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NEWS | May 11, 2023

Mechanic, bartender and 40 years of service

By Sgt. William Washburn 88th Readiness Division

Many things have changed in the world since 1985. The Berlin Wall was still standing and the space shuttle Challenger disaster was still a few months away. In the Army, you could still smoke at your desk and women were essentially relegated to the medical field alone. In fact, during much of the '80s, the military had a strict cap on women allowed in the military at 2 percent.

However, one thing that hasn't changed is Chief Warrant Officer 3 Wendy Hoven. Hoven is a maintenance technician warrant officer with the 367th Forward Support Company, 367th Engineer Battalion, 372nd Engineer Brigade, out of St. Joseph, Minnesota. She enlisted in 1985 as a mechanic and served her first tour with the Cavalry in Germany on active duty. After her active time, she decided to join the Army Reserve.

Hoven says that being in the military is essentially a family tradition. Her dad was a Korean war Veteran and was in the Army and Navy. She also has three older half brothers that served in the military. When she was a kid, her brother used to take her to school in a 1965 Pontiac GTO and that sparked her interest in working on classic muscle cars. That interest motivated her to become a mechanic for the U.S. Army.

Hoven says that she was the only woman in her unit of nearly 200 Soldiers when she first enlisted.

As a civilian, she works as a bar tender for a Veteran of Foreign Wars post. The military has taught her the teamwork she uses on the civilian side, as well as how to deliver a good end product to the customer as well as how to train others. She not only tends bar, but also has other tasks while at work.

“Every day, I see the post commander (who) makes the decision on your hours and how are we going to monitor everything. So I am not just a bartender," Hoven said. "I inform the guys the amount of stuff that we use, and it's just like your shop stock and bench stock type items that you would use for your equipment to make sure you have everything on hand that you need.”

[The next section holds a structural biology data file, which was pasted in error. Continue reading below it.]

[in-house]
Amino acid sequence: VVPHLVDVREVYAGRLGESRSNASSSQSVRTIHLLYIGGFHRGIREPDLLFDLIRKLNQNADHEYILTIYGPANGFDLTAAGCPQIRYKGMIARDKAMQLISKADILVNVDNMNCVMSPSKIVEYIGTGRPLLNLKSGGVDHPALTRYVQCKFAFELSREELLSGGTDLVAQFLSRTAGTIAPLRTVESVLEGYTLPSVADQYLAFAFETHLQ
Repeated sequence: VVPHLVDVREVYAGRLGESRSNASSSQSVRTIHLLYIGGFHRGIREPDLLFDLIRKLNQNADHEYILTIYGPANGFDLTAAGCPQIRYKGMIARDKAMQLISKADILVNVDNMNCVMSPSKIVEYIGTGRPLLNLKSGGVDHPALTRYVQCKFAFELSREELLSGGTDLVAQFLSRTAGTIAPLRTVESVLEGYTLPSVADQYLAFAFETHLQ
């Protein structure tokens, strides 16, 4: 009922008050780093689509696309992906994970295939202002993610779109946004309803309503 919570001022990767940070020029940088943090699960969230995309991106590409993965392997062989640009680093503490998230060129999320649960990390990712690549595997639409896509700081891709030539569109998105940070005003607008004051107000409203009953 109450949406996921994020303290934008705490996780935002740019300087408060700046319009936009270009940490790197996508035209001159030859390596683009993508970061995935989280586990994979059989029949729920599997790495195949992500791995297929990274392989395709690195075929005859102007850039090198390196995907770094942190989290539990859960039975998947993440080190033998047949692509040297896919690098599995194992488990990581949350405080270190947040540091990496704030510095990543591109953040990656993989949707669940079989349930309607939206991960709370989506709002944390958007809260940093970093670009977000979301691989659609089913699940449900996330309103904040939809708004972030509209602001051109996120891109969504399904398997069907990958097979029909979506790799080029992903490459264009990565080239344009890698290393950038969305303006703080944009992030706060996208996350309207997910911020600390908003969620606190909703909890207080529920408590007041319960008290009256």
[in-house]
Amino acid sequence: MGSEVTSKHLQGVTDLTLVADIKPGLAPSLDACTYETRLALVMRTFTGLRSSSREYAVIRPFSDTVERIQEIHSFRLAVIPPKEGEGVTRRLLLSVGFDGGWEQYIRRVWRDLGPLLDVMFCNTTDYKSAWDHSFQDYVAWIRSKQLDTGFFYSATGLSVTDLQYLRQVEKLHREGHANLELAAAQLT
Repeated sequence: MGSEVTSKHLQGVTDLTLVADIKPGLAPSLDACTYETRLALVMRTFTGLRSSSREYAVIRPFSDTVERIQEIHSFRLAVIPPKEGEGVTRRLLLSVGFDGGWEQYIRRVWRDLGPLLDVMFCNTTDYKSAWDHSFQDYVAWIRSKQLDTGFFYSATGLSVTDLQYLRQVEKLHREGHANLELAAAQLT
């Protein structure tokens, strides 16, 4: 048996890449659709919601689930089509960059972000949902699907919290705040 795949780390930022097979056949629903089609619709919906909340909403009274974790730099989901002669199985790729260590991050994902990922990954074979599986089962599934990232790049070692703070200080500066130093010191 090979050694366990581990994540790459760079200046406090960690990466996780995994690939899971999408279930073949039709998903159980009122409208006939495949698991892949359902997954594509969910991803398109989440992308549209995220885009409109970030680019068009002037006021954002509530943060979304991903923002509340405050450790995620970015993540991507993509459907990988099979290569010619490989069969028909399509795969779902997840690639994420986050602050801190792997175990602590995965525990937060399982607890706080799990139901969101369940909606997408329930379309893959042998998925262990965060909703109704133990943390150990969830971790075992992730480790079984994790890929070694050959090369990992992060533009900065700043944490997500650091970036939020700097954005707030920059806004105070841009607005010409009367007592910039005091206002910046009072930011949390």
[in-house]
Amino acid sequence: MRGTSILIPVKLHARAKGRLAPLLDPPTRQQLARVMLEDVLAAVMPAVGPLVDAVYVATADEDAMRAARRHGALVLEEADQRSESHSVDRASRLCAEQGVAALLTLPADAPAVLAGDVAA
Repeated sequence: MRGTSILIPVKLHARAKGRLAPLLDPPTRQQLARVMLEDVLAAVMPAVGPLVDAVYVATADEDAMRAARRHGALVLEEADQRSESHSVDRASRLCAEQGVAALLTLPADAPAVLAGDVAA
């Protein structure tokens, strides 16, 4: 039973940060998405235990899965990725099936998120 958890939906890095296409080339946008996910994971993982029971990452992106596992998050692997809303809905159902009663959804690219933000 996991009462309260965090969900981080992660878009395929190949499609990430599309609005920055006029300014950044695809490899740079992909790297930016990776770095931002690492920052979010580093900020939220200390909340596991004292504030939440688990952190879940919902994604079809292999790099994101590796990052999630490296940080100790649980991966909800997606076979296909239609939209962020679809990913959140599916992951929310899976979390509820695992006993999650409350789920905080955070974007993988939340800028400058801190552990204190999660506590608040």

When it comes to other big changes in the Army during her nearly 40 years in the military, Hoven states “first and foremost the equipment. We had Jeeps and M60 tanks that we worked on when I first got in. The M1 was brand new so we had to do an extra month and half of soldering wires. Even most of that equipment is obsolete and going away.” She went on to say “SHARP and EO? What was that? (Sexual Harassment/Assault Response and Prevention and Equal Opportunity) Back in the '80s and '90s, they didn't exist then.”

During her career in the Army Reserve, Hoven has deployed to Afghanistan and Iraq. She likes to joke about how she is on her “2nd 20” and that she wished she received double retirement for doing two 20 year tours. However, she plans on staying in until the mandatory retirement age. She realizes she has a vast wealth of knowledge and that she won't be around forever. One of her main goals in wrapping up her career is training others up to her standard so someone is ready to take her place when she decides to take off the uniform for the last time.